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A fight over the future of television is quickly becoming nasty with the industry establishment summoning the involvement of a tech colossus in an effort to stop government interference in the delivery of programming.
On Wednesday, FCC chairman Tom Wheeler put forward a proposal to unlock the cable set-top box and “tear down anti-competitive barriers” that have led to consumers paying on average $231 a year in rental fees. If the FCC votes to accept the plan, and if it survives possible litigation, cable and satellite providers will have to deliver video programming to app and device makers in a format that conforms to specifications set by an independent, open standards body. The proposal is being issued with the goal of having new TV devices enter the market that could give consumers a cheaper way to access and search content.
Wheeler insists that the proposal doesn’t amount to a government-mandate and that it won’t upset contracts between cable companies and content owners spelling out such features as channel placement, on-demand access and place- and time-shifting. He also has asserted that intellectual property, security and privacy will be sacrosanct in the new system.
But that’s not stopping a dubious industry from unleashing the power of the poison pen to cut down Wheeler’s plan.
The MPAA, cable and satellite companies and other opposers of the proposal have coalesced into an organization called The Future of TV. On Friday, this group sent out a press release titled, “Secret Google Field Trip To Demonstrate Technology the FCC Says Doesn’t Exist.”
According to the letter, Congressional staffers “received an unusual off-the-record email Thursday, inviting them to an invite-only meeting at Google’s DC office to ‘test drive’ something called the “competitive video solution.”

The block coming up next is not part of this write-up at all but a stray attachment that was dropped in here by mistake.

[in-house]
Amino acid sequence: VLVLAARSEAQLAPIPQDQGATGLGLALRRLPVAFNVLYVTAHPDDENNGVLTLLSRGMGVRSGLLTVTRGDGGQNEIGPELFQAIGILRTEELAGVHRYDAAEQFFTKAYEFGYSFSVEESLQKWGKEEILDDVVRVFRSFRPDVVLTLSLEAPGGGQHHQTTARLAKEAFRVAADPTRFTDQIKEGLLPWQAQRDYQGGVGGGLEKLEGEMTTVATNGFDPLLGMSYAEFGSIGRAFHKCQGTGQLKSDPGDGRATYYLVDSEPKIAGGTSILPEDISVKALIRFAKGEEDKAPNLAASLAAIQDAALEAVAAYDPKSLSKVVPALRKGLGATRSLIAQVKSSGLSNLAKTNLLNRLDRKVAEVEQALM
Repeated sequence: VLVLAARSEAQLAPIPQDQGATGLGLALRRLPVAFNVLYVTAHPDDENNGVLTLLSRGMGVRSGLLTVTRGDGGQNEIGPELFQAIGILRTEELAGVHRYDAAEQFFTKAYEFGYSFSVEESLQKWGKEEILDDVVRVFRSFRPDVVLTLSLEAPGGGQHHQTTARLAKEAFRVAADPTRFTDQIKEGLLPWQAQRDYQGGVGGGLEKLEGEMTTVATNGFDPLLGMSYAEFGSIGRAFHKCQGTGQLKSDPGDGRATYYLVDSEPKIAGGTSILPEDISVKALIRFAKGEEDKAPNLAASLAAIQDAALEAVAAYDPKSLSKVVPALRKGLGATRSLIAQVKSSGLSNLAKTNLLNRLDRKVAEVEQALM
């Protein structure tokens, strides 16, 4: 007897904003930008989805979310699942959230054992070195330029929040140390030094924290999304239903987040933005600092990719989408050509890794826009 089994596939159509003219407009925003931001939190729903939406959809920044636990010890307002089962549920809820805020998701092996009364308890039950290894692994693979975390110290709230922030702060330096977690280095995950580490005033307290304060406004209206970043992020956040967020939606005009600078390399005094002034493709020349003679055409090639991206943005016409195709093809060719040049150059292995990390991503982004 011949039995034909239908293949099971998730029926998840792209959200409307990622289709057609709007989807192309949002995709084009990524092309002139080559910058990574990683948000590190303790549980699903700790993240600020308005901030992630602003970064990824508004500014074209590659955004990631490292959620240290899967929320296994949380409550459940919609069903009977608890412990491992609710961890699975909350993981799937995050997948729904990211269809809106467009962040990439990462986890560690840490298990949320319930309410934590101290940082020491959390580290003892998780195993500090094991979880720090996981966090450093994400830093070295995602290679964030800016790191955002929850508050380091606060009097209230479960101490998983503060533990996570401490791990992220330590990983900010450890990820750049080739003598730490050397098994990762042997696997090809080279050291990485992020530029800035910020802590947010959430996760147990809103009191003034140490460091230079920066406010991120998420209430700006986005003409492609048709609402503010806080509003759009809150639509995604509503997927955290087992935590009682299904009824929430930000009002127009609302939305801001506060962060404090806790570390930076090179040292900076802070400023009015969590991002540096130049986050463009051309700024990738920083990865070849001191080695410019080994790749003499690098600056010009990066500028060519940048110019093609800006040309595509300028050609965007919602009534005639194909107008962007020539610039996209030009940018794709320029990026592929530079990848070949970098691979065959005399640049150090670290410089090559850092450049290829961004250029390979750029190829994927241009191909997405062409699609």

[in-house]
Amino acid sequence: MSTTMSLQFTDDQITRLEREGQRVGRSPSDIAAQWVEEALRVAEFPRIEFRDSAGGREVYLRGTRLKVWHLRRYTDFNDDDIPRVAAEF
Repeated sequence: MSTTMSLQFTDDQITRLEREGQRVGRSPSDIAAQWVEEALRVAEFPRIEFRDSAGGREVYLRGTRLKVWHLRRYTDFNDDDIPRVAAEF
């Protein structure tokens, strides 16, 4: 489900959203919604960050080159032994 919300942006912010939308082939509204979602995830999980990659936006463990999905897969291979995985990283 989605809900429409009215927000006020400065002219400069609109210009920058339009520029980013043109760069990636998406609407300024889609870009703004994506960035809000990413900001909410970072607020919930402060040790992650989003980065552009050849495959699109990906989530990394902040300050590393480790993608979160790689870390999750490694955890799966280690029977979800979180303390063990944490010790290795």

The coalition is suspicious of the timing, wondering how exactly it is that Google is demonstrating a new set-top box just days after the FCC proposal was announced and before any open standards body has gotten a chance to come up with specifications.
Going just a few inches short of straight-out accusing Google of having some sort of corrupting insider access at the FCC, the coalition muses, “If we didn’t know better, we might think Google had a sneak preview of the FCC’s new proposal. Or maybe they’re just amazingly confident they will be able to dominate the supposedly ‘open’ standards setting process, ramming through specs cooked up in Google’s Silicon Valley labs.”
The invective hardly stops there.
After raising doubts about the prospect of a truly open regulatory process, Google is flat-out charged with spying on its users. The press release speaks about TV viewers who “already endure Google reading their email and tracking their Internet searches – and could now be hoodwinked into handing over detailed, individualized records of what they watch on TV without having to live by any of the privacy protections that Congress requires of other pay TV providers.”
Google hasn’t yet responded to a request for comment, but it would hardly be much of a surprise if the tech giant addresses word of its “invitation-only, Top Secret meetings” in Washington D.C. with tales of how Hollywood and the telecom behemoths are lobbying in their own right. Interestingly, though, the missive about Google’s endeavors comes the morning after frenemies Fox and Google worked together to air a televised debate of Republican presidential contenders.
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